Albalak and his colleagues have certainly landed themselves some pretty creativity-friendly conditions for this evening’s show.
“We have been given such a crazy opportunity by the Israel Opera, and we are so grateful for it,” he says, adding that, Oppenheim and the company really went out on a limb for this.
“Geshem is a new trio and no one there [at the Opera House] has heard a single note of what we do. I think Roi and Zohar have seen me a few times, and we have worked together on several occasions.
I guess they must have been impressed.”
Albalak is modest, almost to a fault. He has been producing high-quality fare across a wide genre domain for some time now and he has a good name in the business.
He says he has been excited by the current musical synthesis project for some time.
“Everything sort of dovetails, and I think we have ended up with a lot of added value.”
Albalak does not go for the crossgenre take on what he does, or for compartmentalizing art in general.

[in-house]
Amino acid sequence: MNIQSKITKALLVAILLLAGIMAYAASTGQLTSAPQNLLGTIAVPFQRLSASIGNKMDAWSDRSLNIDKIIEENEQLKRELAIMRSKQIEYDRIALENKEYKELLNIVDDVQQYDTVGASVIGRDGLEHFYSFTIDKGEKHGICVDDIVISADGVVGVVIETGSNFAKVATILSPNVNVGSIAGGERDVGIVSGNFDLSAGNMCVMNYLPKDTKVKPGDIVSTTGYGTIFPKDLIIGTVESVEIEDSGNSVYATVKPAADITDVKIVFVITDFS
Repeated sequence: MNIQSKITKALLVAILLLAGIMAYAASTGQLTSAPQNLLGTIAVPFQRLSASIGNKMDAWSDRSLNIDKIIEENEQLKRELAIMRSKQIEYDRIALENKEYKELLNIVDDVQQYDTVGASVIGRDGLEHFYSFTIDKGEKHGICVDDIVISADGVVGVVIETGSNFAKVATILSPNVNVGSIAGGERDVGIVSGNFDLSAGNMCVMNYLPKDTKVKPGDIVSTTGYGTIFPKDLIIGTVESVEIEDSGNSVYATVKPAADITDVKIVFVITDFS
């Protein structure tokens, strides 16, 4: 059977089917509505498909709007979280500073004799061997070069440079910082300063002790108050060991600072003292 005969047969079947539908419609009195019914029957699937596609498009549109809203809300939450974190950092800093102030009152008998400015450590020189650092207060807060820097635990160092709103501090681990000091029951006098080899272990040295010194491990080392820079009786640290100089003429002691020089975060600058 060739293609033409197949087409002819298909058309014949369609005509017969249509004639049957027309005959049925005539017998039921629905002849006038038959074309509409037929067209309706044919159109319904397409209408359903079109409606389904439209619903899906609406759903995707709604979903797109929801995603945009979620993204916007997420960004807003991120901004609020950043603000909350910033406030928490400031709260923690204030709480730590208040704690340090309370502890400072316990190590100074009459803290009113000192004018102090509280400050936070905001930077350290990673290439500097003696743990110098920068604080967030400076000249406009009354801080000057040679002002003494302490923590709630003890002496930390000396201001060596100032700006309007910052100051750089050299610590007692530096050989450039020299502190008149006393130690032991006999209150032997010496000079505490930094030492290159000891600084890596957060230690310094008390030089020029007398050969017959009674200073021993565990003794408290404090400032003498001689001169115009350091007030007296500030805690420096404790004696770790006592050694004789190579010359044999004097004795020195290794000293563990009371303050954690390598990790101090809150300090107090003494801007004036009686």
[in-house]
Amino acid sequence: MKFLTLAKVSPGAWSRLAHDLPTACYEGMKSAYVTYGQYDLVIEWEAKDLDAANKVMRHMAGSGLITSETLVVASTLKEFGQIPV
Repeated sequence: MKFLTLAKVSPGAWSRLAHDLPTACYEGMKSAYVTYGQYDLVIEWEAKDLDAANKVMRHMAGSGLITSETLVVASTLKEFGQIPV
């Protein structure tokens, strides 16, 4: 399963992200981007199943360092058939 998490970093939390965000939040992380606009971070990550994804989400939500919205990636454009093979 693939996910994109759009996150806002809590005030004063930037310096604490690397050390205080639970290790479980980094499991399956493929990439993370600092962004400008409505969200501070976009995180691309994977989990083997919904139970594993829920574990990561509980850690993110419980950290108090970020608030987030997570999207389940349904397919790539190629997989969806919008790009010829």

“I think genre is a bit obsolete. I know that people have the need to hold on to something definable, and put things in boxes, but I try to stay outside the box. Anyway, jazz is something that is complex and contentious, so I prefer to relate to these things as a musician, without breaking them down.”
The guitarist certainly got a good start to his musical path.
“We heard all sorts of music at home when I was a kid. I grew up with a mother who was a musician and a father who is an artist.”
The former is Tzruyah Lahav, a renowned actress, songwriter, singer, instrumentalist and writer, while Albalak Sr. is an esteemed set designer.
“I started playing guitar around the age of 14 or 15, but I heard practically every kind of music going at home before that.”